This is a fundamental essay on Christian Politics.
American Rhetoric says that it is self-evident that God grants men rights. Libertarian philosophers try to derive these rights from a Right to Property or the Non Aggression Principle.
But the Christian philosopher has at his disposal a handy book of propositions as sure or more than any first principle. If he holds the commandments up to a mirror, he can see in their reflection God-granted rights. In the commandment against murder, a right to life. In the commandment against theft, a right to property.
These, then, are seven rights, explicitly granted and avenged by God, which ought to be protected by the government.
- Orthodoxy: The right of man to worship the One True God in the manner of that God’s choosing, and to hear from that God’s shepherds truth and not lies, must not be infringed.
- Rest: Man must be permitted rest at least one day in seven.
- Honor: Man has a right to the honor due his station.
- Life: Man has a right not to be murdered.
- Fidelity: Man has a right to marital fidelity.
- Property: Man has a right to his belongings.
- Justice: Man has a right to remain unpunished when innocent.
Why Seven and not Ten? I have combined commands with similar and overlapping themes, and left off the commands about Envy. This is a convenience for the sake of political theory and in no way means I disregard or demean those commands that double up on rights or are left off altogether. The commandments are a matter of Revelation and Theology, a first order truth worthy of regard and meditation in any situation. The rights are a matter of philosophy, a second-order truth, useful for contemplating political and legal structures.
Why did you fuse most of the First Table? My church likes to summarize the commandments as the First Table of the Law (those commandments that are summarized by “Love the Lord Your God with all your heart etc”) and the Second Table of the Law (“Love your neighbor”). Because the second table creates obligations between men, it translates almost command for command into human rights. Because the First table creates obligations in us not toward men, but toward God, the only rights I have extrapolated from it amount to “don’t stop a man from doing this.”
Where is the commandment to honor your parents? It is taught in my church that the command to honor parents is the font from which respect for all authorities and civil structures springs. Whether this is true or not, nevertheless it is true that the Scriptures elsewhere say to obey even evil authorities, so long as they do not command you to transgress the law of God, so it is convenient to group these elements together. It is also taught in my church that the commandment against false witness extends to matters of gossip. Whether this is true or not, it is certainly true that gossip is forbidden within the same harsh verses that forbid slave trading and homosexuality. Therefore I have summarized the commandment to honor the parents and the condemnation of gossip found in the commandment against false witness as a right to Honor.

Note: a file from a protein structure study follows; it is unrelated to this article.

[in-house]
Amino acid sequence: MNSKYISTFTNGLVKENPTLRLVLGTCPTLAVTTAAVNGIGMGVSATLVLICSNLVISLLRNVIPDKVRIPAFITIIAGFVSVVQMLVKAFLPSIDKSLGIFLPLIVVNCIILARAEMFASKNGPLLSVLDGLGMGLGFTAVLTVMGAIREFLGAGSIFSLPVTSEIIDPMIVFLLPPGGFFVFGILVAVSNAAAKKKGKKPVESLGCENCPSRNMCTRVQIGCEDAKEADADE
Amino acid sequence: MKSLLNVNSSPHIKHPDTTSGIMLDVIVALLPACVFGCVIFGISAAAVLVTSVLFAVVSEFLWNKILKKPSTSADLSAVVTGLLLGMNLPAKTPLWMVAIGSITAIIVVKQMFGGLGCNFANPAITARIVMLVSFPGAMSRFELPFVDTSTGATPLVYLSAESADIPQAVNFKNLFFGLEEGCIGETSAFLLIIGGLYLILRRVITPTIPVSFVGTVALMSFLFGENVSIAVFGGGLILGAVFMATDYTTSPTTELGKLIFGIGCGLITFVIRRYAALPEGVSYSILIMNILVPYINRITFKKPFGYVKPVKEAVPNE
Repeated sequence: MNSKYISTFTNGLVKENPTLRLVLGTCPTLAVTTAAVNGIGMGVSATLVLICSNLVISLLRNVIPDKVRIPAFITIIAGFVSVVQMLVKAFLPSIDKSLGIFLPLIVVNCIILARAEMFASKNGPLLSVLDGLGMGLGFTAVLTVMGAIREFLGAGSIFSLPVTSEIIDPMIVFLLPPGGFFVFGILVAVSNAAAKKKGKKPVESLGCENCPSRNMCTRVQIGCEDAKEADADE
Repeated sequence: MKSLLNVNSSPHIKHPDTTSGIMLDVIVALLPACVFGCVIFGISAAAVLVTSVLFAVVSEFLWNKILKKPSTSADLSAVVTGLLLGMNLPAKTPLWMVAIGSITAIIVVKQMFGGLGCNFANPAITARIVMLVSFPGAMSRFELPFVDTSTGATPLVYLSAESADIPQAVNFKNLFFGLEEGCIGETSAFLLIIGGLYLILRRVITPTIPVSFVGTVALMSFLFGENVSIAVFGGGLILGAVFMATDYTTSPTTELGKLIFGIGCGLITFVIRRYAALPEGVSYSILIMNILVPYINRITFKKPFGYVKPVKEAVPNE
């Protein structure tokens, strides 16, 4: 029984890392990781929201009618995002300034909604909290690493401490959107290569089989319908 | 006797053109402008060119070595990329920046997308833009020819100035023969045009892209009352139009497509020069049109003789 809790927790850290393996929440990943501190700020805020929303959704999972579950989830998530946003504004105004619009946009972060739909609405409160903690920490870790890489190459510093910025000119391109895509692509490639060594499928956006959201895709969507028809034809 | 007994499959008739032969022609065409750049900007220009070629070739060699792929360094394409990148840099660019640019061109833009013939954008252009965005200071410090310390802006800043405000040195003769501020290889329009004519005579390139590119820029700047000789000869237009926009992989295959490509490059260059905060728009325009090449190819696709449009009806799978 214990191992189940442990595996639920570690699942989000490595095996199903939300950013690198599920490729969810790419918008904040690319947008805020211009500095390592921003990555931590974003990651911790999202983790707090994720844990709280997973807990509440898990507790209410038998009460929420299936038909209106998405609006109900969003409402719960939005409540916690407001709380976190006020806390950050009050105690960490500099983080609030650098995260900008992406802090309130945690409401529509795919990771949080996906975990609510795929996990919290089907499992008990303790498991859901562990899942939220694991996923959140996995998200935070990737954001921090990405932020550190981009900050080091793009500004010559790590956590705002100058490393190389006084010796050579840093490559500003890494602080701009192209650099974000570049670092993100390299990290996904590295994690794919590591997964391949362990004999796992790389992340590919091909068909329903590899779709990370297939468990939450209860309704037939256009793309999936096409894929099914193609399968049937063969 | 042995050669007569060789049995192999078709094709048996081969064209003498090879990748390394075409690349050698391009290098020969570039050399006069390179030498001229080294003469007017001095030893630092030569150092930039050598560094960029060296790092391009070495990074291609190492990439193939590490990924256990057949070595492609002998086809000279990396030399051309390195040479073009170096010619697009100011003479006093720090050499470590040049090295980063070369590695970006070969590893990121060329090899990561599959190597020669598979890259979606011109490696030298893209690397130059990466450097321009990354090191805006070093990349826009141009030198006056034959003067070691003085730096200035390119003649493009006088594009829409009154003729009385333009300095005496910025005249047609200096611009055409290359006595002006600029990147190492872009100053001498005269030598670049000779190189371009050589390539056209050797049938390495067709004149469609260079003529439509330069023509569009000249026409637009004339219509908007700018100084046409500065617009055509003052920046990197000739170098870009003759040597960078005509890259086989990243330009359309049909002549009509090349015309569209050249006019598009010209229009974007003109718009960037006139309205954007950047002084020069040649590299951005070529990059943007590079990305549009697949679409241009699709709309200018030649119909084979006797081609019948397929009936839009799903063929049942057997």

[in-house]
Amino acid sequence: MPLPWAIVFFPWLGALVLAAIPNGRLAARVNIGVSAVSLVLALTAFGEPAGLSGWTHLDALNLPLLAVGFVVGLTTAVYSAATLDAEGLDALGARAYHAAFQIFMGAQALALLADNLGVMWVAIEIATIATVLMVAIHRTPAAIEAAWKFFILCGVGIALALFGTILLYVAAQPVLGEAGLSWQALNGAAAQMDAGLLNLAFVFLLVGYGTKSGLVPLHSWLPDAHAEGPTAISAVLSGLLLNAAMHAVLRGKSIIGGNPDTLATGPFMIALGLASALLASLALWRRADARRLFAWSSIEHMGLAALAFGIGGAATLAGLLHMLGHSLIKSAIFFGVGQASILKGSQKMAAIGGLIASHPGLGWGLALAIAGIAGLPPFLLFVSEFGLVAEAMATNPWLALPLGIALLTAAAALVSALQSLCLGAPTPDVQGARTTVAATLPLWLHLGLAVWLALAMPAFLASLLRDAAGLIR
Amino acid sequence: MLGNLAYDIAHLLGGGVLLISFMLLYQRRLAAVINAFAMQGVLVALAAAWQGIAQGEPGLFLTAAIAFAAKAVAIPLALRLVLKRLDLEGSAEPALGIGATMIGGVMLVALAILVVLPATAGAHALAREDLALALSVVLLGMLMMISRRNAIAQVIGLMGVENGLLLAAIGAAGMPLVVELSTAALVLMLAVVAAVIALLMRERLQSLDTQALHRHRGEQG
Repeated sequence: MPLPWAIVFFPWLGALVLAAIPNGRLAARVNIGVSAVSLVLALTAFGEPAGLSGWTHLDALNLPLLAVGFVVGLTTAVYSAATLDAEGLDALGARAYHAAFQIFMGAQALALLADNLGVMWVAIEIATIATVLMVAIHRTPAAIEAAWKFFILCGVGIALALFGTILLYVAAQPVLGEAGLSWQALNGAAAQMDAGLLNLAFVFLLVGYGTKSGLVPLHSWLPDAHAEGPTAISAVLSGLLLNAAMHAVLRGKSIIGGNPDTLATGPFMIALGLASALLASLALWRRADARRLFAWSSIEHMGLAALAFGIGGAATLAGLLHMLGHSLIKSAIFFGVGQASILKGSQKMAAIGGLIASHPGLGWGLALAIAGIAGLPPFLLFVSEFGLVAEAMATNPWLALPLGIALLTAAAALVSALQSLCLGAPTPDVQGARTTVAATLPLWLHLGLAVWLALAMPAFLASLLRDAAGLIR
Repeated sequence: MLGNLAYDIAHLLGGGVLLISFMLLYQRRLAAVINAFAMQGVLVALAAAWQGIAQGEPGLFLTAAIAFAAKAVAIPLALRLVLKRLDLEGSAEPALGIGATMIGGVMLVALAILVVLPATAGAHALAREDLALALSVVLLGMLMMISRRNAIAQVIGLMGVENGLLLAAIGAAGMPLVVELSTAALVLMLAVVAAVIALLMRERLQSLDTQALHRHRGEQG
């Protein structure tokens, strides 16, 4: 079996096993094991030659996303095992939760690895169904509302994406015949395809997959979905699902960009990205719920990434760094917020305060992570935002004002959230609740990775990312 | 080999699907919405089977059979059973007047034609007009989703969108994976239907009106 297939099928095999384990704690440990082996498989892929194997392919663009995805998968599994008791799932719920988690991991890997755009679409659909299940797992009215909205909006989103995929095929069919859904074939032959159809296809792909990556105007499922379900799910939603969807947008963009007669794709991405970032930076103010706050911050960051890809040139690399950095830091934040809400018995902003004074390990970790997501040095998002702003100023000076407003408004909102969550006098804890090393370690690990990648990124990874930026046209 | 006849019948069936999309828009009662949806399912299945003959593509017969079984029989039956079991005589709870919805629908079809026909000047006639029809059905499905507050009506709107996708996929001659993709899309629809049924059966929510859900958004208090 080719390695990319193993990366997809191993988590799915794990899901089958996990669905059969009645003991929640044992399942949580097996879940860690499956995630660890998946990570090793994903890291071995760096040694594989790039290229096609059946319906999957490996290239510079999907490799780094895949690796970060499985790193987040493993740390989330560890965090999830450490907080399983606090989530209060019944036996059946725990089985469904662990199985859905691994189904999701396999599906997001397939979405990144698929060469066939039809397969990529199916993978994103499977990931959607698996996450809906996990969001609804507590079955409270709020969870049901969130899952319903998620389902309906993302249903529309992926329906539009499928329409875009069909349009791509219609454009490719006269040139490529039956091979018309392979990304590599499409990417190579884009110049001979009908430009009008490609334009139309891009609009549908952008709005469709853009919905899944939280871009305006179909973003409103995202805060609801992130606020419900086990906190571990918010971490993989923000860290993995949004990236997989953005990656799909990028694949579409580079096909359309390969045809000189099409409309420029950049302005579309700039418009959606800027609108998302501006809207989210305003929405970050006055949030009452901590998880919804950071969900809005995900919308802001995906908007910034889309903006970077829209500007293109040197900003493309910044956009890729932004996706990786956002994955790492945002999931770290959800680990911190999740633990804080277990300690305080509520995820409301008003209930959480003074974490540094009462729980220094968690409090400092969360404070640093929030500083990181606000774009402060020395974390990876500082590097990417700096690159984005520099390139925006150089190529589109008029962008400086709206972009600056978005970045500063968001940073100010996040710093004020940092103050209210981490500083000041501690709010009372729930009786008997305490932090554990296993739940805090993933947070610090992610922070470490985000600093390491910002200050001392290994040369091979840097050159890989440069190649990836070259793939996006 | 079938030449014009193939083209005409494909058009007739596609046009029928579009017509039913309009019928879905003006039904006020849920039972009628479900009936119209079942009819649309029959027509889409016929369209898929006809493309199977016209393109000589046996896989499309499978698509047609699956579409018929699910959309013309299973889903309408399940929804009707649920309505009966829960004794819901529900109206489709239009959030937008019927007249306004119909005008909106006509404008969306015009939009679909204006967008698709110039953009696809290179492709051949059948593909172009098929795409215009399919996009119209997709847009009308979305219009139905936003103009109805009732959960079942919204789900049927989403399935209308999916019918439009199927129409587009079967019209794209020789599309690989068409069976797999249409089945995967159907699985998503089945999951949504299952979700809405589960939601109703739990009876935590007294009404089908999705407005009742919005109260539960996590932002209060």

Why have you left off the commands regarding Envy? Because I do not see their enforcement as a matter of which human government is capable. This is the second biggest weakness in this pillar of the theory.
Wait, no freedom of religion? No freedom of speech? No right to bear arms? These are not divine rights, but at best human treaties and contracts meant to secure divine rights. Freedom of religion is a peace treaty between different Christian sects that we have generously (and foolishly) extended to religions overtly hostile to our faith. At best, it is a flawed way to secure the right to Orthodoxy. So, also, with Freedom of Speech. The Right to Bear Arms is a hallmark of Anglo-Saxon culture. It is not bad and, I would argue, is the best possible way of doing things, but it is neither commanded nor its violations avenged by God except when they are also violations against the other rights.
I’m not a Christian. Why should I care about this? If you enjoy the freedoms and advantages of Christendom, you should by all means promote Christendom as a purely pragmatic matter. That said, this essay is not for you. In early 21st century America (and there will, I fear, be no late 21st century America) there are two dominant political parties. One claims to represent Christian love, the other Christian truth, but neither of them are fundamentally Christian in their histories or philosophies. The best I can say is that one of the parties seems less eager to burn us all at the stake.
American Conservatives have in my lifetime constantly courted the Christian vote (whereas American Liberals have merely tried to use our morals as a stick to beat us into submission), but it is not a fundamentally Christian political philosophy. It is, rather, historically an attitude that wherever we are going we should probably go there more slowly.
I submit that a sound Christian political philosophy can be developed rather easily. I submit that a sound Christian political philosophy should be developed. That Christians, instead of embracing the attacks of their enemies to the left and to the right, ought to embrace their own identity as citizens of the Divine Kingdom and a beacon of light in this dark world. That we should jettison the role of sea-anchor the Conservatives have foisted upon us and take up instead our native role as lighthouses, fixed upon the Rock.
And I offer as a step on that road this list of divine rights.